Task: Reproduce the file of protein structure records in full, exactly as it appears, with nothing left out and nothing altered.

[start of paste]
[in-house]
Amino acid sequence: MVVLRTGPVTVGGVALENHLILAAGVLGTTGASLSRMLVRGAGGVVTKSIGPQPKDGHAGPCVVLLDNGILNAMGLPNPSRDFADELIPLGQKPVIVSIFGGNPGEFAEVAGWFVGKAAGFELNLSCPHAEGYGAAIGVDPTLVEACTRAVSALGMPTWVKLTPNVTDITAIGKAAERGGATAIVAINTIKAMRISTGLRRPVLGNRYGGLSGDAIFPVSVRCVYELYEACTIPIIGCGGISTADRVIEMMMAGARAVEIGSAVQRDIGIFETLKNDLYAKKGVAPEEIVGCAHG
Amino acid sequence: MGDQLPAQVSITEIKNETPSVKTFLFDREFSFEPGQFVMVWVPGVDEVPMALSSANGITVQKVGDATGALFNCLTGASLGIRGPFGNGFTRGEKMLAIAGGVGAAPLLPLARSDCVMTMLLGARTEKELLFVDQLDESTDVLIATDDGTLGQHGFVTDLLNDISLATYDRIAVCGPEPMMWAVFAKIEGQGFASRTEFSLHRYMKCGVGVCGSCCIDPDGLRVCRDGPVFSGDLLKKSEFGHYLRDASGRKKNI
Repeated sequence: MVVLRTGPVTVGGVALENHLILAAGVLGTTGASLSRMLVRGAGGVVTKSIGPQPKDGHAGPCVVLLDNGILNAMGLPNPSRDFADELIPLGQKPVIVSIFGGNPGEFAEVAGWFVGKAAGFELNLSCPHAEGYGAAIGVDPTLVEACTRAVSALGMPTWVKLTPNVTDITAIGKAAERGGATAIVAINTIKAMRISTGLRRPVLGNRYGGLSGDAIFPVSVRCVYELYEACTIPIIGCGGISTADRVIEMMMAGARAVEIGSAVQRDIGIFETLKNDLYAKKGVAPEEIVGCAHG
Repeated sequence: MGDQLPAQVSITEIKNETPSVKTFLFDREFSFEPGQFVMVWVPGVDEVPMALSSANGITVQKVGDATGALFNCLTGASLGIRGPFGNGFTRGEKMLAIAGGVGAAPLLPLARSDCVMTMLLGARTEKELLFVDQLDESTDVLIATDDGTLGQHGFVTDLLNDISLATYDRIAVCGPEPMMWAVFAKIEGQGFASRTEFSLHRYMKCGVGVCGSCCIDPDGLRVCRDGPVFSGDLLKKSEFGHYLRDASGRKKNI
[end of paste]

[in-house]
Amino acid sequence: MVVLRTGPVTVGGVALENHLILAAGVLGTTGASLSRMLVRGAGGVVTKSIGPQPKDGHAGPCVVLLDNGILNAMGLPNPSRDFADELIPLGQKPVIVSIFGGNPGEFAEVAGWFVGKAAGFELNLSCPHAEGYGAAIGVDPTLVEACTRAVSALGMPTWVKLTPNVTDITAIGKAAERGGATAIVAINTIKAMRISTGLRRPVLGNRYGGLSGDAIFPVSVRCVYELYEACTIPIIGCGGISTADRVIEMMMAGARAVEIGSAVQRDIGIFETLKNDLYAKKGVAPEEIVGCAHG
Amino acid sequence: MGDQLPAQVSITEIKNETPSVKTFLFDREFSFEPGQFVMVWVPGVDEVPMALSSANGITVQKVGDATGALFNCLTGASLGIRGPFGNGFTRGEKMLAIAGGVGAAPLLPLARSDCVMTMLLGARTEKELLFVDQLDESTDVLIATDDGTLGQHGFVTDLLNDISLATYDRIAVCGPEPMMWAVFAKIEGQGFASRTEFSLHRYMKCGVGVCGSCCIDPDGLRVCRDGPVFSGDLLKKSEFGHYLRDASGRKKNI
Repeated sequence: MVVLRTGPVTVGGVALENHLILAAGVLGTTGASLSRMLVRGAGGVVTKSIGPQPKDGHAGPCVVLLDNGILNAMGLPNPSRDFADELIPLGQKPVIVSIFGGNPGEFAEVAGWFVGKAAGFELNLSCPHAEGYGAAIGVDPTLVEACTRAVSALGMPTWVKLTPNVTDITAIGKAAERGGATAIVAINTIKAMRISTGLRRPVLGNRYGGLSGDAIFPVSVRCVYELYEACTIPIIGCGGISTADRVIEMMMAGARAVEIGSAVQRDIGIFETLKNDLYAKKGVAPEEIVGCAHG
Repeated sequence: MGDQLPAQVSITEIKNETPSVKTFLFDREFSFEPGQFVMVWVPGVDEVPMALSSANGITVQKVGDATGALFNCLTGASLGIRGPFGNGFTRGEKMLAIAGGVGAAPLLPLARSDCVMTMLLGARTEKELLFVDQLDESTDVLIATDDGTLGQHGFVTDLLNDISLATYDRIAVCGPEPMMWAVFAKIEGQGFASRTEFSLHRYMKCGVGVCGSCCIDPDGLRVCRDGPVFSGDLLKKSEFGHYLRDASGRKKNI